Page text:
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PEOPLE AND PLACES: The man behind the sport

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Shooting sports icon dies at 78

By Kacie Goode

Weaving through the rooms of Houghlin Funeral Home in Bloomfield, crowds waited in line for hours to pay their respects to Marion Creech, a community icon and role model for many.

“You could just sense and feel the amount of respect that so many people had for Marion,” and his wife, Judy, said Nelson County Extension Agent Ron Bowman, who delivered the eulogy at Creech’s funeral.

Some stood in line for up to three hours for the visitation, and Bowman was among those who attended. “People were in line, but they were seeing people they hadn’t seen in years and sharing stories. It was a sad time, but there was a lot of laughter, too,” as they remembered him. “He had a wit about him unlike anyone I’ve ever known.”

Creech, who passed away Sept. 9, played a crucial role in the community and state shooting sports for 4-H. In the early 1990s, Creech was among a few adult volunteers to become certified as an instructor in the program, which taught youth how to safely handle and maintain shooting equipment. He also served as the state coordinator for the program and camp.

Prior to his 4-H work, Creech served 41 years with the Bureau of Alcohol, Tobacco and Firearms as a senior inspector.

Patrick Hayden, owner of Kentucky Gun Co., said he first met Creech during those days and became more acquainted with him over the years.

“Very few people have contributed to the community,” in the way that Creech contributed to the youth shooting sports, Hayden said. “He dedicated years and years volunteering.”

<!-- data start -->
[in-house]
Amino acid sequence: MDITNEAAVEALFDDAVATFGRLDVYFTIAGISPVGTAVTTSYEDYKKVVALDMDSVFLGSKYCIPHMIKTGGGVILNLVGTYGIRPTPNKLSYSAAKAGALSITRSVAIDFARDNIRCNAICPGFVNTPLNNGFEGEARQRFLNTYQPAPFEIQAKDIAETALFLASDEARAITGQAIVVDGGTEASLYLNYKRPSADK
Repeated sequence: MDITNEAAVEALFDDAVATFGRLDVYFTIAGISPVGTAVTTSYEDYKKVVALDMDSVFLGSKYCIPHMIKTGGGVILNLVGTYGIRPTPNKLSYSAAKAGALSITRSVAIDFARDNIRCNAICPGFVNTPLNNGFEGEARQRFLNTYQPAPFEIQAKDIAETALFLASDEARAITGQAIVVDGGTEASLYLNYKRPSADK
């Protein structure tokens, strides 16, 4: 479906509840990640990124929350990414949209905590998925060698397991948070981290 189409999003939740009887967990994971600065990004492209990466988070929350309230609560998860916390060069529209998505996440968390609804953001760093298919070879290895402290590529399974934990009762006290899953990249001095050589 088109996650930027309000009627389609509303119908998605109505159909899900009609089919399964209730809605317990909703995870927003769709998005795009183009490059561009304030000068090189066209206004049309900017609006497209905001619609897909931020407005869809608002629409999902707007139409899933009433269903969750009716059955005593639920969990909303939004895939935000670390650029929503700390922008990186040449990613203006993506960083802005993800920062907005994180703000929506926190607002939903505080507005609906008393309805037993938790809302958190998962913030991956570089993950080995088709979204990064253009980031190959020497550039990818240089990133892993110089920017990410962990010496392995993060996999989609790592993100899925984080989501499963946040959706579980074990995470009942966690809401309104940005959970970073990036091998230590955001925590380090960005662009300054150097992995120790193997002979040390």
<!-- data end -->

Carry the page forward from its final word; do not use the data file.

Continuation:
Hayden said if there was any youth in Heaven not yet instructed in shooting sports, they soon would be.

“It was all about the kids,” said Jerry Lawson, current project leader for Nelson County 4-H Shooting Sports Education. Lawson had a son go through the program with Creech 16 years ago. “He was a tremendous mentor, role model and friend.”

Lawson said Marion and Judy both took pride in the kids they helped and worked with, which included thousands across the state.

“It was just a joy for him to see those kids do well and learn how to do everything safely,” he said.

Jesi Evans joined shooting sports when she was about 8 years old. One of the few girls in the group, she remembered being afraid to shoot clay pigeons.

While attending shooting sports camp, Creech helped her overcome that fear.

“He showed me how to stand, pinned a recoil pad to my right shoulder, and taught me how to hold a 12-gauge shotgun,” she recalled. But the 12-gauge was large for the small child, and Creech helped pair her with a gun for her size.

“Once I got a feel for how to hold and aim the gun, he let me shoot for real. Out of 10 targets, I hit almost all of them,” she said. “I just remember feeling so proud of myself and excited that I had finally learned how to do this thing that had seemed so inaccessible before. I also remember how proud Mr. Creech seemed to be of me.”

Evans said Creech was like an adopted grandfather to her.

“He was kind, patient and full of knowledge that he wanted to pass down,” she said. “I’m certainly not the only child who felt that way. I saw the evidence of that during his visitation.”

When Creech died, he was attending his 28th state shooting sports competition. Lawson was with him when he passed. He had picked him up and the two headed to Nicholasville to put up directional signs for the event.

“He wouldn’t stay home,” Lawson said. “He’d been to every tournament.”

Creech spent the day preparing for the competition, ate well and was cutting up as usual, Lawson said.

“He was doing what he wanted to do,” he said.

The next morning, he didn’t wake up.

At the visitation, 4-H alumni filled a viewing room in their T-shirts. At the funeral, they formed an honor guard.

Creech was laid to rest Sept. 14 in Maple Grove Cemetery. Shortly after his passing, many changed their profile photos on social media to green ribbons in his memory and hundreds have posted on Facebook sharing stories and paying their respects.

A full obituary for Creech can be found on page A3 of the Sept. 11 edition of The Kentucky Standard.